So, in a small bowl, sprinkle the crumbled saffron over the milk and let it sit for 10 to 15 minutes. Preheat the oven to 350 degrees. Butter and flour your cake tin and set aside.

Sift the flour and baking powder into a bowl also set aside. Next, in a large bowl with a hand-held mixer, beat the sugar with the olive oil, vanilla, cardamom, and salt on medium-high until well blended. Add the eggs and yolks one at a time, beating well after each one. Take your time and give each step some love. It will be OK. It will be awesome.

After eggs and egg yolks have been blended into the mix, continue to beat on medium high until the mixture pales and thickens, about 3 to 4 minutes. Downshift to low speed and add the flour mixture and saffrony milk in three separate additions. Scrape down the sides of the bowl if necessary, and mix well to create a silky, uniform batter—no lumps.

Pour the shiny, silken batter into your cake tin and bake for 50 minutes, until it’s golden brown and the sides of the cake spring away from the sides of the pan. Then pierce the center with a toothpick if you really need to check doneness, and the toothpick should come out clean. Let cool in its pan for 15 minutes, then invert and let cool on a rack or just a plate. Turn the cake right side up, dust with powdered sugar, slice into wedges and serve.



I adapted this recipe from April Bloomfield’s crowd-pleasing dish at The John Dory Oyster Bar, and it’s amazing. The bright, zesty flavors of anchovy, dijon and vinegar, against smoky, grilled bitter greens, is the most exciting way I know to start a meal. It’s like a starter pistol, or a roman candle, shooting off layers and layers of flavor into the starry cosmos.

For the dressing:
1 whole tin of anchovy fillets in oil (I think Cento brand is the best), rinsed (you could debone it if you really care, but I don’t so I didn’t; the bones are extremely fine, and you’re about to puree the whole thing anyway)
1/2 tsp coarse-ground dijon mustard
1 clove of garlic, chopped roughly
1 fresh, organic, free-range egg yolk
1/4 cup white wine vinegar
1/2 cup extra virgin olive oil
1/3 cup high quality vegetable oil
1/4 cup grated parmesan
Salt and pepper

For the salad:
2 heads bitter greens (I like chicories, like escarole, endive and radicchio), quartered length-wise
3/4 cup Panko, toasted
1 bunch radishes, sliced thinly
1 bunch scallions, sliced thinly on the bias

In the bowl of a food processor, pulse the anchovies, mustard, and garlic a couple times until a paste forms, then add the egg yolk and vinegar; puree to emulsify. In another bowl, whisk together the olive and vegetable oils. While running the food processor, slowly add them to make a smooth, creamy emulsion. Pour it all into a bowl, fold in the 1/4 cup parmesan, season with salt and pep, cover and refrigerate.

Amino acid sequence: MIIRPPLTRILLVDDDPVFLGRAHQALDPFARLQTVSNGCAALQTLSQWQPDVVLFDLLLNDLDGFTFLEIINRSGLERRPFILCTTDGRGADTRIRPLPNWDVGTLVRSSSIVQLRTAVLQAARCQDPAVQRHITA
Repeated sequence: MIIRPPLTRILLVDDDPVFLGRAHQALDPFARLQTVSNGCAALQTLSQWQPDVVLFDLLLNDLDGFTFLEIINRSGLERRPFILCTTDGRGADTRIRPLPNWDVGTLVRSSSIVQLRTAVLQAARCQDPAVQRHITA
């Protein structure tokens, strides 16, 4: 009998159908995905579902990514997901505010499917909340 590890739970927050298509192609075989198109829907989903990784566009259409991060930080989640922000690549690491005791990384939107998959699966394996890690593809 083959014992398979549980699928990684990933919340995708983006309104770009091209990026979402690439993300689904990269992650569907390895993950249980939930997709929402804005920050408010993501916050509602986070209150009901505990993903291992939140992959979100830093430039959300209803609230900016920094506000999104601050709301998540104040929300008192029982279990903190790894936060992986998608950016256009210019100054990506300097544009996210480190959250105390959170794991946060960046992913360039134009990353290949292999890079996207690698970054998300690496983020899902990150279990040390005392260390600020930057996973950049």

Now, for the salad, you can prep the greens with white vinegar or you can straight grill them without. I recommend prepping them, and it’s very simple. Just boil up a cup of white vinegar and pour it over the quartered greens. Toss everything quickly to wilt the greens a little, then drain. You want them to stay crunchy mostly, but the vinegar takes a lot of the bite out of them.

After greens are prepped, cook the greens over high heat, searing each side for a few seconds, just enough to get color on the sliced sides. You can toast the breadcrumbs in a dry pan for a few minutes while you’re at the stove anyway, just remember to keep them moving or they’ll burn in a blink.

Let the greens cool a bit, add the scallions, radishes, then the dressing, then the breadcrumbs, and toss to coat evenly. Serve immediately! It’s amazing.



Grace Parisi’s corn salad is the best thing to take to a summer barbecue, especially because it tastes like a delicious, smoky cheeseburger, even though it’s totally vegetarian! Spicy, sweet, fresh and crunchy … you’ll want to lick the bowl.

5-6 ears sweet summer corn
2-3 scallions, sliced thinly
2-3 chipotles in adobo sauce, seeded and chopped finely
1 large sweet vidalia onion, sliced into thick rounds
Juice of half a lime (or a whole one, depending on how juicy)
Heaping 1/4 cup of sour cream
Salt and pepper
1 tbsp olive oil (for grilling)

If you don’t have a grill, the best way to cook perfect corn is to pop them in a 350-degree oven for 30 minutes, husk and all. If you have a gas stove, shuck the roasted corn and roll them over the flame for just a few seconds to get some color. Set the corn aside and heat the oil in a pan or grill pan over medium high. Grill the onion slices in small batches until they’re soft and sweet, with some great golden color. Set them aside to cool. When they’ve cooled enough, slice the corn off the cob and coarsely chop the onion.

In another bowl, mix together the sour cream, lime juice, chipotle chiles, and scallions. Add the corn and onions, season with salt and pepper, and you’re out the door.